Sevcik's Blog

A year in Cairo Egypt

Wednesday, March 29, 2006

Editing Translation

A North Sudanese friend of mine, Rania, asked me to help her edit a couplepapers she was writing for one of her AUC courses. Worth 20% of her final grade, she was translating Arabic newspaper articles intoEnglish, and she wanted help from a native English speaker regarding her sentences structure, grammar, and general flow. Sounded great to me! I've always enjoyed editing papers, even to the point of getting a job through the Psychology Department at St. Olaf in which I edited papers, so this really excited me. Of course, helping a friend is enjoyable in and ofitself.

So, I met Rania at the AUC yesterday and for the next four hours wesat and worked through her assignment. By the end my head and eyeshurt. I was reminded of my sophomore year of college studying Spanish, only this time I was giving the advice that I had once received withmuch anxiety and frustration.Rania is very articulate, so I was surprised to discover her written skills lacking far behind her oral communication skills. After my first reading of her work, I decided we needed to start from scratch and take it paragraph by paragraph in order to create a decent translation.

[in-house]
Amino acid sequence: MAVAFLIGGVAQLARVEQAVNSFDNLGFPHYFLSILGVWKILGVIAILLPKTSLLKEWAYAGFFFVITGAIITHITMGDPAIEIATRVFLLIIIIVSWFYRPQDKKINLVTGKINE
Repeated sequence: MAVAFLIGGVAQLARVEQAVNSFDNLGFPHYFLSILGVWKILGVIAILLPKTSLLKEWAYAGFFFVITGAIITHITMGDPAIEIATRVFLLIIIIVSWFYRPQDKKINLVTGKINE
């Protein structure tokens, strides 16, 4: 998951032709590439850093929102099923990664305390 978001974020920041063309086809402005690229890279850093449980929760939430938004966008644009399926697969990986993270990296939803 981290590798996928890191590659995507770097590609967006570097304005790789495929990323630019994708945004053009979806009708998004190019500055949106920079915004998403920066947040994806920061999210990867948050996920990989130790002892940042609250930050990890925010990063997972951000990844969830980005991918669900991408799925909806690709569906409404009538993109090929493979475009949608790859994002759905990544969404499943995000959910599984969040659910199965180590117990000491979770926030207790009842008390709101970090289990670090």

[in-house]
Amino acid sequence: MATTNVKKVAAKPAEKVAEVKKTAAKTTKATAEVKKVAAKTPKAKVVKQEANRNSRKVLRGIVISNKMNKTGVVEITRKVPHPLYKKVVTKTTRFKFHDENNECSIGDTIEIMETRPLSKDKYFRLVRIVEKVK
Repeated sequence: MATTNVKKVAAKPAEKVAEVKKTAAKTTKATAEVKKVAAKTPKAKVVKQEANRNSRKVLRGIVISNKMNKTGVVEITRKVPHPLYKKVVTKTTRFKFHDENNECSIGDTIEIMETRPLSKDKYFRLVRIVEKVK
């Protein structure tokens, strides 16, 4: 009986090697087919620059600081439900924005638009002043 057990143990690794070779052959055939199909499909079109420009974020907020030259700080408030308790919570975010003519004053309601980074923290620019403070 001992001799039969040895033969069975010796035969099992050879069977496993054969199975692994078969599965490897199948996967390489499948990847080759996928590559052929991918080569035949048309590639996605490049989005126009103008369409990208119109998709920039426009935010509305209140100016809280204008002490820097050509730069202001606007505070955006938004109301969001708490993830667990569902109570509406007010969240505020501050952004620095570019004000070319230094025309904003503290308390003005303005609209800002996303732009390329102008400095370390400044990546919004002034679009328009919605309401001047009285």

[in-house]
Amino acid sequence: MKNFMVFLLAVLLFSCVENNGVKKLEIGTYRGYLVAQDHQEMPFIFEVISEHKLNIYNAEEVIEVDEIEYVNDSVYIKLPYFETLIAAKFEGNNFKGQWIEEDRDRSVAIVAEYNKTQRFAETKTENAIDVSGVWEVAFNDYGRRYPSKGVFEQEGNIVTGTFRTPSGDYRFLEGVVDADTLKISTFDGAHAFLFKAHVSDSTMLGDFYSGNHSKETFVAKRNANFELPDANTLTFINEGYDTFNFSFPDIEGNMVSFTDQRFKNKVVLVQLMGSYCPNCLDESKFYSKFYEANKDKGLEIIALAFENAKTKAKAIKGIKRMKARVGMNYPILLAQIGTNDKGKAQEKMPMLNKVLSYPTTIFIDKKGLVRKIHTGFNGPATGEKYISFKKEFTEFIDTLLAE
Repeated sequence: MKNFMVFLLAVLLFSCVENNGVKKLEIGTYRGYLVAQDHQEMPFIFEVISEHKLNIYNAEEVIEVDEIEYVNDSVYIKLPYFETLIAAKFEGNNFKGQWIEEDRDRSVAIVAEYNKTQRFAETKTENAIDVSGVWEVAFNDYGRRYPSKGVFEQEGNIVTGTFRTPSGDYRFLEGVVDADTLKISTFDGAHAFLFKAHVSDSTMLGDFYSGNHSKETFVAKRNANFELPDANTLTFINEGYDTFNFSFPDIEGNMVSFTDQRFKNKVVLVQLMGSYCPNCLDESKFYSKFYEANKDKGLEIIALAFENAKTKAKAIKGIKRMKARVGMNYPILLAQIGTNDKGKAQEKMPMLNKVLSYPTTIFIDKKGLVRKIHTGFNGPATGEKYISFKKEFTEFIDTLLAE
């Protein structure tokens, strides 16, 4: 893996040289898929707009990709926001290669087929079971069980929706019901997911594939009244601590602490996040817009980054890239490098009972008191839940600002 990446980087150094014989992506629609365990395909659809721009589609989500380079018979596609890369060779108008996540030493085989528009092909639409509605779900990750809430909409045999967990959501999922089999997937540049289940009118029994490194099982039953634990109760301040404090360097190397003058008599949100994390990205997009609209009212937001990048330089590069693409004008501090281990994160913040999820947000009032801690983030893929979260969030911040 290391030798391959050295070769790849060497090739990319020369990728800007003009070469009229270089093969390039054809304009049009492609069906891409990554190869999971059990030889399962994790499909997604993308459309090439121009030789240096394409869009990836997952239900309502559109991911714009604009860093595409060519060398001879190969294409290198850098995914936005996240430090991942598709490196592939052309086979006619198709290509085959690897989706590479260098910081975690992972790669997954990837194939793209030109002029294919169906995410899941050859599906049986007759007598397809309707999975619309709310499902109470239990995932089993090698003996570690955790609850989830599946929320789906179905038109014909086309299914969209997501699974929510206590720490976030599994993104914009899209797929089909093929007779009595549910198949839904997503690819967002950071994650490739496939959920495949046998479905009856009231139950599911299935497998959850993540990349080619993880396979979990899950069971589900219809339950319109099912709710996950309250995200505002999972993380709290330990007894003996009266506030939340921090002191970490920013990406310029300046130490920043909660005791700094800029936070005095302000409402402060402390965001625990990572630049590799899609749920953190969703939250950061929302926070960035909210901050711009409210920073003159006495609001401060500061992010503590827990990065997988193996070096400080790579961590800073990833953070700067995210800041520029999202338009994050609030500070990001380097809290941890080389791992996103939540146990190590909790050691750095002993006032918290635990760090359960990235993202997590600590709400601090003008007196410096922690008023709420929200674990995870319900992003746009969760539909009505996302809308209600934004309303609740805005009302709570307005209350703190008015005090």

First, I asked Rania to start reading at the beginning of the articleand translate for me. What she said made more sense than her written translation, but it was still confusing and haphazard. It didn't takelong for me to figure out what was going on. She was reading inArabic and translating "in Arabic." I had the same problem whentranslating into Spanish--I would write sentences with the Spanish vocabulary I knew but in an English-sentence format. I laughed out loud thinking back to all those times my professors told me I have to think in Spanish in order to express myself in Spanish, and I never could do it well. So, new tactic. I told Rania to read a paragraph to herself, and thenI took the paper away from her and told her to tell me what it said. At first she wanted the paper back--the crutch--but she soon was ableto tell me what the article said in her own English words. Now wewere on a roll! From that point on we mostly got stuck on trying tof igure out the best English vocabulary word for the Arabic word or expression, which also proved to be difficult but entertaining. It was another experience (of many) that has given me a greater appreciation for the talented people who know more than one language. Now if only I can put that into better practice myself...:-)


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